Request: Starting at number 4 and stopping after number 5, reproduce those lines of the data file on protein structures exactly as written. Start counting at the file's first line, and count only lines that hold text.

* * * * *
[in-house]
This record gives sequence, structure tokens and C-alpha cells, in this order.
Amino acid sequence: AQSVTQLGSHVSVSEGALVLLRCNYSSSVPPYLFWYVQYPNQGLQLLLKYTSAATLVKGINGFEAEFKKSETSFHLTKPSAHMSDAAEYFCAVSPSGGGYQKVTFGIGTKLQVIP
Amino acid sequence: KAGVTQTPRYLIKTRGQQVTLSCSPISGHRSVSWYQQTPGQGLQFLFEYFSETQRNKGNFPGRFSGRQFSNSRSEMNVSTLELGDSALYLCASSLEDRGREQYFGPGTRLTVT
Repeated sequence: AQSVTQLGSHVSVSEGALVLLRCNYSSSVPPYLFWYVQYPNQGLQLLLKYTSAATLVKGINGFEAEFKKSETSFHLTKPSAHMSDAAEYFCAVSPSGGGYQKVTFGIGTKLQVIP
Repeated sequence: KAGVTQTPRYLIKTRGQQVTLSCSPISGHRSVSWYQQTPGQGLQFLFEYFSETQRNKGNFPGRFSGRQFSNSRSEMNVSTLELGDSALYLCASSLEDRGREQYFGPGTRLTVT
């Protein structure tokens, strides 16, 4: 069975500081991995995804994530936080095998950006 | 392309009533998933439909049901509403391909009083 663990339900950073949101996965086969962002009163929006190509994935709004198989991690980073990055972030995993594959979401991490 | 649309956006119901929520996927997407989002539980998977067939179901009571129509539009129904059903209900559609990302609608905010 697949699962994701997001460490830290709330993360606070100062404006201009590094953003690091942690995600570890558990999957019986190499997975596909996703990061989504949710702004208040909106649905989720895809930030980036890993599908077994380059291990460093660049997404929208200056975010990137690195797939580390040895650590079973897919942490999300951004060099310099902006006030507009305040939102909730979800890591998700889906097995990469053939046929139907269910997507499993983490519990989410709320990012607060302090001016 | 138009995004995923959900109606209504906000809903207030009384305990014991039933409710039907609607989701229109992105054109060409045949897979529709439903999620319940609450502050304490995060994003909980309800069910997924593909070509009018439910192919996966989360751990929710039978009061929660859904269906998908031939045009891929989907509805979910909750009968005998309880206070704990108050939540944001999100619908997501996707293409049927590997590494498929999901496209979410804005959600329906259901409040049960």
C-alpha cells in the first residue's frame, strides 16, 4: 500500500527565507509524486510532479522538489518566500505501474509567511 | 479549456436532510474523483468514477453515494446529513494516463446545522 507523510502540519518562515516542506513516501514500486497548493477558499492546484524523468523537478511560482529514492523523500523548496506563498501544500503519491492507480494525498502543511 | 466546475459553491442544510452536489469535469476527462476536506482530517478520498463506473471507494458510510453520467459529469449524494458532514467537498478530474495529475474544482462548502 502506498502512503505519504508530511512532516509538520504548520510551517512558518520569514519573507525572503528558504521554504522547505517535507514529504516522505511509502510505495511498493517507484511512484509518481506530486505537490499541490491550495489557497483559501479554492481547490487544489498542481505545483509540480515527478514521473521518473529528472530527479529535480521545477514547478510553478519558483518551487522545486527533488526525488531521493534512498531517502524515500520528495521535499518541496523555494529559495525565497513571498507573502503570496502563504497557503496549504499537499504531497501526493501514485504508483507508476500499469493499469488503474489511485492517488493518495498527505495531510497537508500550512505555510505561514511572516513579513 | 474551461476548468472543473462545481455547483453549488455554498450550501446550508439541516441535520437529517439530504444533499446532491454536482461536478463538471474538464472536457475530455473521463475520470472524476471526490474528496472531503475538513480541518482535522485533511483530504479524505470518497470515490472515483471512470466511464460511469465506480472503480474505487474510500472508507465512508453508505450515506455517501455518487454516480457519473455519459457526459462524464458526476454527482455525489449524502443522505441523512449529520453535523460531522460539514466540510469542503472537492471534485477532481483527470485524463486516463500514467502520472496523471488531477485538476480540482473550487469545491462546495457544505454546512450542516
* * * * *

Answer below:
Amino acid sequence: KAGVTQTPRYLIKTRGQQVTLSCSPISGHRSVSWYQQTPGQGLQFLFEYFSETQRNKGNFPGRFSGRQFSNSRSEMNVSTLELGDSALYLCASSLEDRGREQYFGPGTRLTVT
Repeated sequence: AQSVTQLGSHVSVSEGALVLLRCNYSSSVPPYLFWYVQYPNQGLQLLLKYTSAATLVKGINGFEAEFKKSETSFHLTKPSAHMSDAAEYFCAVSPSGGGYQKVTFGIGTKLQVIP